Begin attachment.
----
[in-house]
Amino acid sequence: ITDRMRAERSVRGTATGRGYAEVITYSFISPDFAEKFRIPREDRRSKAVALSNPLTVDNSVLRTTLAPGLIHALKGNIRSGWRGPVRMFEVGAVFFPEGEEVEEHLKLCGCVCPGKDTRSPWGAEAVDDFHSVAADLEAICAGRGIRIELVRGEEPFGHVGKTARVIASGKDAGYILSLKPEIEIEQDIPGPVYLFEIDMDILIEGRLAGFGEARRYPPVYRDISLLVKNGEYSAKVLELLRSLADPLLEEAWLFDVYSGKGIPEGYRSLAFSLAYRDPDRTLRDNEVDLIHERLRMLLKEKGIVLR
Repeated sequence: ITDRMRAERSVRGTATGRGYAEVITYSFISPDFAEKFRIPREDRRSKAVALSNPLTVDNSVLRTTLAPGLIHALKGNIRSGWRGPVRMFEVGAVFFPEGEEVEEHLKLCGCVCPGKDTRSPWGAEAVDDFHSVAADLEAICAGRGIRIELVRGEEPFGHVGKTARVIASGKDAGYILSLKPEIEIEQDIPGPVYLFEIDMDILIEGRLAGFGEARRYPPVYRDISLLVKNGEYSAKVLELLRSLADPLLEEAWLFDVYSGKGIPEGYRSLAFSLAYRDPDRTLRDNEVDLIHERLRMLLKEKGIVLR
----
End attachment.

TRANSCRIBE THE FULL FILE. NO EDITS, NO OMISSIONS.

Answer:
[in-house]
Amino acid sequence: ITDRMRAERSVRGTATGRGYAEVITYSFISPDFAEKFRIPREDRRSKAVALSNPLTVDNSVLRTTLAPGLIHALKGNIRSGWRGPVRMFEVGAVFFPEGEEVEEHLKLCGCVCPGKDTRSPWGAEAVDDFHSVAADLEAICAGRGIRIELVRGEEPFGHVGKTARVIASGKDAGYILSLKPEIEIEQDIPGPVYLFEIDMDILIEGRLAGFGEARRYPPVYRDISLLVKNGEYSAKVLELLRSLADPLLEEAWLFDVYSGKGIPEGYRSLAFSLAYRDPDRTLRDNEVDLIHERLRMLLKEKGIVLR
Repeated sequence: ITDRMRAERSVRGTATGRGYAEVITYSFISPDFAEKFRIPREDRRSKAVALSNPLTVDNSVLRTTLAPGLIHALKGNIRSGWRGPVRMFEVGAVFFPEGEEVEEHLKLCGCVCPGKDTRSPWGAEAVDDFHSVAADLEAICAGRGIRIELVRGEEPFGHVGKTARVIASGKDAGYILSLKPEIEIEQDIPGPVYLFEIDMDILIEGRLAGFGEARRYPPVYRDISLLVKNGEYSAKVLELLRSLADPLLEEAWLFDVYSGKGIPEGYRSLAFSLAYRDPDRTLRDNEVDLIHERLRMLLKEKGIVLR